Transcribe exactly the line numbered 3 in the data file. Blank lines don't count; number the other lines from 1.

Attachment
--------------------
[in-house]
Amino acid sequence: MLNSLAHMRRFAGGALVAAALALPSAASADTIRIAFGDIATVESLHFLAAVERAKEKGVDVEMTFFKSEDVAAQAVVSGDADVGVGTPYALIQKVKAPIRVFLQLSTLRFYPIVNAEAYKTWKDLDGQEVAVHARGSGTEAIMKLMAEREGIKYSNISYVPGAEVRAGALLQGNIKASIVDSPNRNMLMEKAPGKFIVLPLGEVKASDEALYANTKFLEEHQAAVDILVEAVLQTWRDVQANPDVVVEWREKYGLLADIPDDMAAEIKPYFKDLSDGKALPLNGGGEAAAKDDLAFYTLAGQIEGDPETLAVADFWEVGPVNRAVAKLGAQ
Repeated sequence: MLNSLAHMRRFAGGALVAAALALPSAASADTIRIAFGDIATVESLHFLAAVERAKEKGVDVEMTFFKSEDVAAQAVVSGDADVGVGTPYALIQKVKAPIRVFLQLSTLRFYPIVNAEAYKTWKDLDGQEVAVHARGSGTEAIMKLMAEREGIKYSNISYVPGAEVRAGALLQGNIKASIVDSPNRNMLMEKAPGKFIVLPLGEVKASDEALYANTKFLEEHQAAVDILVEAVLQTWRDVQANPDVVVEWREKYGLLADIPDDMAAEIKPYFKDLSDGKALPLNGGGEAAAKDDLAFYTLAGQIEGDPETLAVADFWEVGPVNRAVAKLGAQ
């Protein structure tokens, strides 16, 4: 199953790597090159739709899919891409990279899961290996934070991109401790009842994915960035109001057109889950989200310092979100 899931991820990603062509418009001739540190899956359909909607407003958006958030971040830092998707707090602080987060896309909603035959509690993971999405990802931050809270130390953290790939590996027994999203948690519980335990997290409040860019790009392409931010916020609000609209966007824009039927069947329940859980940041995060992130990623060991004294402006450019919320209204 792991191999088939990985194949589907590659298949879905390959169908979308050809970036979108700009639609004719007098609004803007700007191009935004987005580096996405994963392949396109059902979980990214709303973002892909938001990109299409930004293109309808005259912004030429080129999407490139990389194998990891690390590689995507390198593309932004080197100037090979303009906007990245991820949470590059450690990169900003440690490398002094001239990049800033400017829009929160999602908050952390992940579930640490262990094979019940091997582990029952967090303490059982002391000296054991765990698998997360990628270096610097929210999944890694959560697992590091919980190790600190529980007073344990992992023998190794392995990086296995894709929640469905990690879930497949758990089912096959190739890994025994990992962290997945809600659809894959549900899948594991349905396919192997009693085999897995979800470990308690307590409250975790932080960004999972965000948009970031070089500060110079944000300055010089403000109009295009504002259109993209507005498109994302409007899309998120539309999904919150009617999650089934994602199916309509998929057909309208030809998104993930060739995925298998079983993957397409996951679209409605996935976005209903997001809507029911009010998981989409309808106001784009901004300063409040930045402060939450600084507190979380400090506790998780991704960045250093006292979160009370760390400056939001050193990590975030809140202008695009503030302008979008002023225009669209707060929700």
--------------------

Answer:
Repeated sequence: MLNSLAHMRRFAGGALVAAALALPSAASADTIRIAFGDIATVESLHFLAAVERAKEKGVDVEMTFFKSEDVAAQAVVSGDADVGVGTPYALIQKVKAPIRVFLQLSTLRFYPIVNAEAYKTWKDLDGQEVAVHARGSGTEAIMKLMAEREGIKYSNISYVPGAEVRAGALLQGNIKASIVDSPNRNMLMEKAPGKFIVLPLGEVKASDEALYANTKFLEEHQAAVDILVEAVLQTWRDVQANPDVVVEWREKYGLLADIPDDMAAEIKPYFKDLSDGKALPLNGGGEAAAKDDLAFYTLAGQIEGDPETLAVADFWEVGPVNRAVAKLGAQ